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My husband and I have a weekly “Lecture Night” so that we can learn something and have a new topic of conversation (i.e. a break from current events). We take turns to choose, and the main thing we look for is something accessible for each of us. I am a retired Classicist, and he is a professional Mathematician. We watch the lecture, then discuss afterwards. We find the benefit of having a discussion with someone you know very well is that you can probe a topic together with minimal judgement.

Please note that our other recreational activities do not share this high level of intellect: for example, one of my favourite programmes is Keeping Up with the Kardashians.

Public lectures are made for the public. I say this in case someone needs to hear it. They are targeted at everyone. The subject content should be accessible to someone with no knowledge of a subject. They should be engaging. I would thus encourage you to watch them. The positives of pre-recorded, online lectures is that if a lecture does not meet these standards, you can close your browser. Therefore, there is no harm in trying. You don’t have to be of a certain academic standing, know the technical terms, or have read around the subject. If that is the case, I would deem it a bad “public” lecture.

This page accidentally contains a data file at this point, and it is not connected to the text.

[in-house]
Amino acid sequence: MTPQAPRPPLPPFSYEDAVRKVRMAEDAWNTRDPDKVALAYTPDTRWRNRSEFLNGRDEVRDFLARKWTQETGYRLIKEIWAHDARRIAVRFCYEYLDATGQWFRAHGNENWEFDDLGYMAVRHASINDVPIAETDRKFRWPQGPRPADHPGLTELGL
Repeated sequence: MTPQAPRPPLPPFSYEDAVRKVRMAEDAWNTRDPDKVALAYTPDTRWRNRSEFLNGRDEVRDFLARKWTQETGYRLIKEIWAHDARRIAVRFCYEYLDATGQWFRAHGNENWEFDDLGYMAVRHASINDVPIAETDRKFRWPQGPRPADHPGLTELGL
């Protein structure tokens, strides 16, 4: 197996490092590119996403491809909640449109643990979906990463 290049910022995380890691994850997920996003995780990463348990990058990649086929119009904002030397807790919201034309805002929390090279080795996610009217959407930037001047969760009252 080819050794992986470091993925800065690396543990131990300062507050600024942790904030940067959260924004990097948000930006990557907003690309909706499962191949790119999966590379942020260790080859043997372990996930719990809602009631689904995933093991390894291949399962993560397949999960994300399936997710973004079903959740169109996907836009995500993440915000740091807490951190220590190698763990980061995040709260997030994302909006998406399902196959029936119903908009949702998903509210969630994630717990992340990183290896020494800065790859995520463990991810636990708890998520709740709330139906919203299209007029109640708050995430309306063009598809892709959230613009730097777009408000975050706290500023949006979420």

If you’re interested in how we select lectures, see my post How to choose a lecture.

Lastly, I would encourage academics and academic institutions to do more public lectures, and to record them. They are a great way to explore a topic and showcase some of the amazing research being done.